assessments

Russia: A Chechen Assassination

7 MINS READSep 25, 2008 | 19:49 GMT
DMITRY KOSTYUKOV/AFP/Getty Images
Summary
Ruslan Yamadayev, one of the heads of Chechnya's powerful Yamadayev clan, was shot dead in central Moscow late Sept. 24 on his way to a meeting with Russian President Dmitri Medvedev. Yamadayev's clan is the only remaining group in Chechnya that stands opposed to Chechen President Ramzan Kadyrov. His death could spark another clan war in the restive southern Russian republic.
One of the heads of the powerful Chechen Yamadayev clan, Ruslan Yamadayev, was gunned down in central Moscow late Sept. 24. His death diminishes the only opposition group left standing against Chechen President Ramzan Kadyrov. Sources told STRATFOR that Yamadayev was on his way to meet with Russian President Dmitri Medvedev — to speak yet again about the dangers of Kadyrov ruling Chechnya — when he was gunned down (almost certainly on Kadyrov's orders). The Russian Prosecutor General's office and Interior Ministry said an unidentified attacker walked up to Yamadayev's Mercedes S500 as it was stopped at a red light near Russia's White House in Moscow and shot into the car 10 times. His passenger, former Chechen military commander Sergei Kizyun, was critically injured. The car in which Yamadayev was shot actually belonged to his brother, Sulim, who is leading the charge back in Chechnya against the republic's president — though whether Sulim or Rulan was actually the target, it most likely made little difference to the attacker. Another Yamadayev brother, Isa, has already publicly stated that his family had known of a plot by Kadyrov to have either Sulim or Ruslan — or both — assassinated soon.

The Chechen Clans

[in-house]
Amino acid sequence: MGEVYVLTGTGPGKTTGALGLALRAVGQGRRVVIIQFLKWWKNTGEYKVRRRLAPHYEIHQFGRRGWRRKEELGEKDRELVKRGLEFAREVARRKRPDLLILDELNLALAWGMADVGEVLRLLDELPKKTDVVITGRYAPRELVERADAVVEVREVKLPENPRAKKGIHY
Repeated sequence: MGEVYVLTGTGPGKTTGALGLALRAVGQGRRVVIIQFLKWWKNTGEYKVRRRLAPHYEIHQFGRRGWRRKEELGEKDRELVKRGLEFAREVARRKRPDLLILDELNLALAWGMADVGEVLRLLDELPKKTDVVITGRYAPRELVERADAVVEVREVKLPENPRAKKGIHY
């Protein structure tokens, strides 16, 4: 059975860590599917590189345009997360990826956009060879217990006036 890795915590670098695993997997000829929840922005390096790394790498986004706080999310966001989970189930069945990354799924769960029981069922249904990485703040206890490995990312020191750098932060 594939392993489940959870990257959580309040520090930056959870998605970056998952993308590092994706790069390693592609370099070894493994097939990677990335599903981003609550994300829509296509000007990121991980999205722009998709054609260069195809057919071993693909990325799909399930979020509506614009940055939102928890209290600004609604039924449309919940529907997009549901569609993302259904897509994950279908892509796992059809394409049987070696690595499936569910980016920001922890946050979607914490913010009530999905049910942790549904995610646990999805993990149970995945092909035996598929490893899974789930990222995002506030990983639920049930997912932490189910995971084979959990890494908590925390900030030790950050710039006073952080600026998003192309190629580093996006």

The Yamadayev clan was made up of five brothers — Ruslan, Sulim, Isa, Dzhabrail and Badrudi — who supported Chechnya's independence from Russia in the 1990s, leading groups of ruthless guerilla fighters against equally ruthless Russian troops. Unlike the Chechen leaders like Shamil Basayev, who had a more Islamist ideology, the Yamadayev clan fought more for Chechen nationalism. The Yamadayev brothers also were one of two clans (the other being Kadyrov's) that did not employ terrorist tactics inside Russia, like the Beslan hostage crisis, as part of their war. This is not to say the Yamadayevs and Kadyrovs did not fight fiercely during the war, but they fought for a different cause. They wanted an independent, non-Islamist Chechnya, while Basayev sought to establish a regional "Islamic" state including Dagestan, Ingushetia and others. The Kremlin took advantage of the large difference between the pro-nationalist clans, such as the Kadyrovs and Yamadayevs, and those fighting under an Islamist banner. Such a plan was masterminded by then Russian President Vladimir Putin's right hand man, Vladislav Surkov — who is half Chechen. Under the plan, the Russians flipped the Yamadayev and Kadyrov clans starting in 1999 during the outbreak of the Second Chechen War and pitted them against the Islamists — such as Basayev and others, including Aslan Maskhadov, Zelimkhan Yandarbiyev and Dzhokhar Dudayev — using Chechen guerilla warfare against themselves, instead of continuing to use Russian soldiers against such an entrenched resistance. Following the conclusion of the Second Chechen War, the Yamadayev brothers were awarded the Hero of Russia titles, while the Kadyrovs were given the republic's leadership. The Yamadayev brothers were placed in strategic roles in order to counterbalance the Kadyrovs' power and allow Moscow to manipulate the situation in Chechnya very easily. Kadyrov's father, Akhmed, became Chechen president in 2003 but was assassinated in 2004, leaving Kadyrov to take the role. As for the Yamadayevs, Dzhabrail and Sulim were put in charge of the elite special forces (the Vostok and Zapad batallions) in the republic made up of Russian and Chechen soldiers — though Dzhabrail was assassinated in 2003. Ruslan became part of the Russian Duma, actively lobbying against what he called Kadyrov's totalitarian power in Chechnya. To put things mildly, the two different pro-Kremlin factions became more than bitter rivals over the past few years, and have systematically eliminated each other's leaders and members, many times in very public shows.